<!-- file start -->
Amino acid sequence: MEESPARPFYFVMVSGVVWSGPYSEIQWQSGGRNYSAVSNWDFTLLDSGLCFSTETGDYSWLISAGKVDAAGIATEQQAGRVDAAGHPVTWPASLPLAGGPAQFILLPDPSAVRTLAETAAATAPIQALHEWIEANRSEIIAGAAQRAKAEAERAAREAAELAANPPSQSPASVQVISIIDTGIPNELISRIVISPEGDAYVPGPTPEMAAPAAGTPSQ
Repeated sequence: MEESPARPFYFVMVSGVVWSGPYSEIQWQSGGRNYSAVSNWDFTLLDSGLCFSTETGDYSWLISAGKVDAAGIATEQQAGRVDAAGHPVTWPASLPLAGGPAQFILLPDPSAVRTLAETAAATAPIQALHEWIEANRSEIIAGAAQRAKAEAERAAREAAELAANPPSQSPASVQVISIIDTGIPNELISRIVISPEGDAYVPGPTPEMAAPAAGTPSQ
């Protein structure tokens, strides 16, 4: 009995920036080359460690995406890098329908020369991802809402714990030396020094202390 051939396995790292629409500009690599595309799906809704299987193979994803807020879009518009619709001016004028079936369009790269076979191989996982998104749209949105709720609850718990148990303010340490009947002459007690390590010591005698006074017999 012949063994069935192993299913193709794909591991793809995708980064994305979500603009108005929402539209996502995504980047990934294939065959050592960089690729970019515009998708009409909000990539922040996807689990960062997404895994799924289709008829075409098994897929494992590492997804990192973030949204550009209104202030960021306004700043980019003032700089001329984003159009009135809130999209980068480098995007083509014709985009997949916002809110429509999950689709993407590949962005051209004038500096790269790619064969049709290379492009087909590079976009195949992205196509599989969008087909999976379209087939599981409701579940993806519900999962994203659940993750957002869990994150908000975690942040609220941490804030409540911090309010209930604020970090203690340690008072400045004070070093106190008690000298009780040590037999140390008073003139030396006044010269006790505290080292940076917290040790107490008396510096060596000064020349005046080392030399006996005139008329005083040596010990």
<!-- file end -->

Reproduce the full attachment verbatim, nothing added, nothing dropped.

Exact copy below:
Amino acid sequence: MEESPARPFYFVMVSGVVWSGPYSEIQWQSGGRNYSAVSNWDFTLLDSGLCFSTETGDYSWLISAGKVDAAGIATEQQAGRVDAAGHPVTWPASLPLAGGPAQFILLPDPSAVRTLAETAAATAPIQALHEWIEANRSEIIAGAAQRAKAEAERAAREAAELAANPPSQSPASVQVISIIDTGIPNELISRIVISPEGDAYVPGPTPEMAAPAAGTPSQ
Repeated sequence: MEESPARPFYFVMVSGVVWSGPYSEIQWQSGGRNYSAVSNWDFTLLDSGLCFSTETGDYSWLISAGKVDAAGIATEQQAGRVDAAGHPVTWPASLPLAGGPAQFILLPDPSAVRTLAETAAATAPIQALHEWIEANRSEIIAGAAQRAKAEAERAAREAAELAANPPSQSPASVQVISIIDTGIPNELISRIVISPEGDAYVPGPTPEMAAPAAGTPSQ
């Protein structure tokens, strides 16, 4: 009995920036080359460690995406890098329908020369991802809402714990030396020094202390 051939396995790292629409500009690599595309799906809704299987193979994803807020879009518009619709001016004028079936369009790269076979191989996982998104749209949105709720609850718990148990303010340490009947002459007690390590010591005698006074017999 012949063994069935192993299913193709794909591991793809995708980064994305979500603009108005929402539209996502995504980047990934294939065959050592960089690729970019515009998708009409909000990539922040996807689990960062997404895994799924289709008829075409098994897929494992590492997804990192973030949204550009209104202030960021306004700043980019003032700089001329984003159009009135809130999209980068480098995007083509014709985009997949916002809110429509999950689709993407590949962005051209004038500096790269790619064969049709290379492009087909590079976009195949992205196509599989969008087909999976379209087939599981409701579940993806519900999962994203659940993750957002869990994150908000975690942040609220941490804030409540911090309010209930604020970090203690340690008072400045004070070093106190008690000298009780040590037999140390008073003139030396006044010269006790505290080292940076917290040790107490008396510096060596000064020349005046080392030399006996005139008329005083040596010990």